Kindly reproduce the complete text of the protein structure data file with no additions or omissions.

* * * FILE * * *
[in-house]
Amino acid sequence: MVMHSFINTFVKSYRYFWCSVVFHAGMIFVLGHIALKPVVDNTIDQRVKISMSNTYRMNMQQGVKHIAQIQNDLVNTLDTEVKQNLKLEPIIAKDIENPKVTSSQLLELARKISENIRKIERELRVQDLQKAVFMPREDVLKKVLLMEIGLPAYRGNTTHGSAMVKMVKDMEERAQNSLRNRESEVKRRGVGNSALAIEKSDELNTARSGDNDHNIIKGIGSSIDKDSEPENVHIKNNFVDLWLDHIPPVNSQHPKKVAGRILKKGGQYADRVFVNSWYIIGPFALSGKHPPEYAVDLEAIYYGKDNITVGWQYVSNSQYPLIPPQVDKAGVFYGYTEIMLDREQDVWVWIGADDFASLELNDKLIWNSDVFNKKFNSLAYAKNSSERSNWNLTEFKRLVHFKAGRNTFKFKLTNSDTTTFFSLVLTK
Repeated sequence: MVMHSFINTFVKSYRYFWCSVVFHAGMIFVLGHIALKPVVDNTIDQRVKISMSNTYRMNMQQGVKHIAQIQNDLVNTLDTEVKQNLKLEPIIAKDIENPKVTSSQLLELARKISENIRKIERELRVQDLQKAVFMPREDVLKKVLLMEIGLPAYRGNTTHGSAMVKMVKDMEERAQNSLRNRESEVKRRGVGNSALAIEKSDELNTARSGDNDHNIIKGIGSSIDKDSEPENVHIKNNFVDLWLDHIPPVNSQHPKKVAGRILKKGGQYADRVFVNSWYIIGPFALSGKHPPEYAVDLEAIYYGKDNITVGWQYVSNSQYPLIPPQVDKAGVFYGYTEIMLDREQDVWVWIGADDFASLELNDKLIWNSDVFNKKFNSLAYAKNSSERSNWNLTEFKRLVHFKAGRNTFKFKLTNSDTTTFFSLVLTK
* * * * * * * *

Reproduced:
[in-house]
Amino acid sequence: MVMHSFINTFVKSYRYFWCSVVFHAGMIFVLGHIALKPVVDNTIDQRVKISMSNTYRMNMQQGVKHIAQIQNDLVNTLDTEVKQNLKLEPIIAKDIENPKVTSSQLLELARKISENIRKIERELRVQDLQKAVFMPREDVLKKVLLMEIGLPAYRGNTTHGSAMVKMVKDMEERAQNSLRNRESEVKRRGVGNSALAIEKSDELNTARSGDNDHNIIKGIGSSIDKDSEPENVHIKNNFVDLWLDHIPPVNSQHPKKVAGRILKKGGQYADRVFVNSWYIIGPFALSGKHPPEYAVDLEAIYYGKDNITVGWQYVSNSQYPLIPPQVDKAGVFYGYTEIMLDREQDVWVWIGADDFASLELNDKLIWNSDVFNKKFNSLAYAKNSSERSNWNLTEFKRLVHFKAGRNTFKFKLTNSDTTTFFSLVLTK
Repeated sequence: MVMHSFINTFVKSYRYFWCSVVFHAGMIFVLGHIALKPVVDNTIDQRVKISMSNTYRMNMQQGVKHIAQIQNDLVNTLDTEVKQNLKLEPIIAKDIENPKVTSSQLLELARKISENIRKIERELRVQDLQKAVFMPREDVLKKVLLMEIGLPAYRGNTTHGSAMVKMVKDMEERAQNSLRNRESEVKRRGVGNSALAIEKSDELNTARSGDNDHNIIKGIGSSIDKDSEPENVHIKNNFVDLWLDHIPPVNSQHPKKVAGRILKKGGQYADRVFVNSWYIIGPFALSGKHPPEYAVDLEAIYYGKDNITVGWQYVSNSQYPLIPPQVDKAGVFYGYTEIMLDREQDVWVWIGADDFASLELNDKLIWNSDVFNKKFNSLAYAKNSSERSNWNLTEFKRLVHFKAGRNTFKFKLTNSDTTTFFSLVLTK